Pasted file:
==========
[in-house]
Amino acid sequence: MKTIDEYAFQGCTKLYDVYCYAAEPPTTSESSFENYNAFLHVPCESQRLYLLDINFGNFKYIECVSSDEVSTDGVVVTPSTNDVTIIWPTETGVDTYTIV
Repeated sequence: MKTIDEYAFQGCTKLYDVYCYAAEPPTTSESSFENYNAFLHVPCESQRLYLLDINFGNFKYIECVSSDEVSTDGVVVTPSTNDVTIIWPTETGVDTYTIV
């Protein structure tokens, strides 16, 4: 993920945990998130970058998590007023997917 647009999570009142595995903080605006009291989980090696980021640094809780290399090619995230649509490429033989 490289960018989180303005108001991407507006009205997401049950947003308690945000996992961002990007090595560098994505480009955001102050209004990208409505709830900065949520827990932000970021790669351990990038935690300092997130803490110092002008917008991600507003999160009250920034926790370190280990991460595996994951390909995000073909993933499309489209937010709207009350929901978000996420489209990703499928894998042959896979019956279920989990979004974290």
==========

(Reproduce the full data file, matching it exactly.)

[in-house]
Amino acid sequence: MKTIDEYAFQGCTKLYDVYCYAAEPPTTSESSFENYNAFLHVPCESQRLYLLDINFGNFKYIECVSSDEVSTDGVVVTPSTNDVTIIWPTETGVDTYTIV
Repeated sequence: MKTIDEYAFQGCTKLYDVYCYAAEPPTTSESSFENYNAFLHVPCESQRLYLLDINFGNFKYIECVSSDEVSTDGVVVTPSTNDVTIIWPTETGVDTYTIV
């Protein structure tokens, strides 16, 4: 993920945990998130970058998590007023997917 647009999570009142595995903080605006009291989980090696980021640094809780290399090619995230649509490429033989 490289960018989180303005108001991407507006009205997401049950947003308690945000996992961002990007090595560098994505480009955001102050209004990208409505709830900065949520827990932000970021790669351990990038935690300092997130803490110092002008917008991600507003999160009250920034926790370190280990991460595996994951390909995000073909993933499309489209937010709207009350929901978000996420489209990703499928894998042959896979019956279920989990979004974290």